By Sheila Waswa
Published November 15, 2016
How To Write On 1001 Subjects! is one guidebook every communicator should read.
True to the observation on the blurb that â€œWriting is a game to be played only by those who understand the rules that govern itâ€, the 44-page compass for writers leaves little to chance.
The book has traversed the odds, making use of easy-to-understand English to chronologically take the reader right from the basics of â€˜How We Writeâ€™ to the not-so-basic of â€˜How to Appreciate Artâ€™.
The first section of the guide that defines writing as the practice of putting thoughts, words, ideas or facts on paper or computer stresses that the skill calls for maximum concentration, focus, discipline and determination while ensuring that facts and data used are verified.
Quoting Critical Media Education in African Contextâ€”Ogova Ondego, the author of the bookâ€”writes that writing should make a special contribution to the way people think, contribute to personal development and deepen the understanding of new concepts.
Every piece of writing must be anchored on a theme, an outline and follow a chronological order based on the classic three-part formula: introduction, middle and conclusion.
Honesty–as of one writing only what he has experienced firsthand or through observation, research and interviews–should also be adhered to in writing.
â€œIn order to produce a greater effectâ€ and make the language â€œliveâ€ and engaging, the guide has expounded on 22 figures of speech, illustrating them with examples that are easy to understand.
While the second part of the book explains the role of mass media, journalism and how News is written, the third sections dwells on how to appreciate the arts, the role of critics in creativity, the language of criticism and the skills of critics.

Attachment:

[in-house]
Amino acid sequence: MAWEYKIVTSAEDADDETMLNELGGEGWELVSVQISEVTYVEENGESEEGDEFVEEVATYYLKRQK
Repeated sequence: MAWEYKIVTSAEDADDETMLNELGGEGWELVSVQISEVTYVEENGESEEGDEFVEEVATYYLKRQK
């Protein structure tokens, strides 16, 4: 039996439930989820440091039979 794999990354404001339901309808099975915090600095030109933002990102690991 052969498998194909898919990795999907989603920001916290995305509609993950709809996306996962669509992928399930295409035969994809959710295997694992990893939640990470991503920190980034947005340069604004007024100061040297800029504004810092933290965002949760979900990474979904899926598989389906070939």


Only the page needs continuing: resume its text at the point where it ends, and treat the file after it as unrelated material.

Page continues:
Tips on how to interview sources as well as the questioning techniques for interviewers are also tackled in the little BIG book.
Stressing that Arts Appreciation and Criticism requires one to understand the general concepts and terms used across the arts and humanities, How To Write On 1001 Subjects! also explores historical periods or eras that are characterised by certain cultural styles that make it possible for critics to study, compare, contrast and make certain informed generalizations.
The guide says a work of art cannot be understood, indeed fully appreciated without looking at its form and the context within which it is created. The angle or perspective of the criticâ€”gender, religious, economic, historicalâ€”too, makes a difference.
It then explains how each art form–fine art, literary art, music art, screen art, architectureâ€”is analysed. Analysis of movies is given special treatment, with a prominence that expounds it into interesting segments that are not only beneficial for a critic, a writer, a journalist and a judge or adjudicator of film: definition, history, language, genres, and the differences and similarities among Hollywood (USA), Bollywood (India) and Nollywood (Nigeria and Africa) aesthetics.
Coupled with a comprehensive film glossary, a film analyst reading the guide will derive immense benefit from it.
At a glance, the book might seem like one meant for professionals in the arts and humanities but a closer look reveals that the information offered is applicable in any piece of structured writing.
How to Write On 1001 Subjects!, that costs Sh350 in Nairobi, is a book for every serious writer (nay, communicator!).